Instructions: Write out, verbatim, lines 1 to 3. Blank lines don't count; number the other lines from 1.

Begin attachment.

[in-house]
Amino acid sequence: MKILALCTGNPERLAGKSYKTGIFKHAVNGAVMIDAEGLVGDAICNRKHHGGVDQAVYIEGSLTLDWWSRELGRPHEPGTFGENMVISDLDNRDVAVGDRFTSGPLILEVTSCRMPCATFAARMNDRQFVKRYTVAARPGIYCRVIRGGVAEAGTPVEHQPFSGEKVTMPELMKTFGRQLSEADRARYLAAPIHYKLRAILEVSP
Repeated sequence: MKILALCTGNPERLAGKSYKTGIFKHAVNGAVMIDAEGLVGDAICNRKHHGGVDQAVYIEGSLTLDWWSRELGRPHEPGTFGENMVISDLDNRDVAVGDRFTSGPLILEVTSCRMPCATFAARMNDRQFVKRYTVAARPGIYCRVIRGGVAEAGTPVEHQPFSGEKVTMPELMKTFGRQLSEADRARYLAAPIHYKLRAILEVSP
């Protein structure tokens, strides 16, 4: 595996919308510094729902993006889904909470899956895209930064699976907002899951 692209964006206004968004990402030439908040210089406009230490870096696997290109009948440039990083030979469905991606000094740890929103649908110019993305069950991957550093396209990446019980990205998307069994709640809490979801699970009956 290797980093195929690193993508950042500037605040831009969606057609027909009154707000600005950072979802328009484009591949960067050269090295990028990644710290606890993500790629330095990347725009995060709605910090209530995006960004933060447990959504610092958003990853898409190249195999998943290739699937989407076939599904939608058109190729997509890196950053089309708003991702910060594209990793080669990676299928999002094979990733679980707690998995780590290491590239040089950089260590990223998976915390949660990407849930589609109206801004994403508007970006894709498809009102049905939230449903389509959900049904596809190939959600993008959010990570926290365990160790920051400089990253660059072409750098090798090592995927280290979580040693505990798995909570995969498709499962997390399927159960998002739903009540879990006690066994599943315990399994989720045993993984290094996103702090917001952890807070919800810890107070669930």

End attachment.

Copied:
[in-house]
Amino acid sequence: MKILALCTGNPERLAGKSYKTGIFKHAVNGAVMIDAEGLVGDAICNRKHHGGVDQAVYIEGSLTLDWWSRELGRPHEPGTFGENMVISDLDNRDVAVGDRFTSGPLILEVTSCRMPCATFAARMNDRQFVKRYTVAARPGIYCRVIRGGVAEAGTPVEHQPFSGEKVTMPELMKTFGRQLSEADRARYLAAPIHYKLRAILEVSP
Repeated sequence: MKILALCTGNPERLAGKSYKTGIFKHAVNGAVMIDAEGLVGDAICNRKHHGGVDQAVYIEGSLTLDWWSRELGRPHEPGTFGENMVISDLDNRDVAVGDRFTSGPLILEVTSCRMPCATFAARMNDRQFVKRYTVAARPGIYCRVIRGGVAEAGTPVEHQPFSGEKVTMPELMKTFGRQLSEADRARYLAAPIHYKLRAILEVSP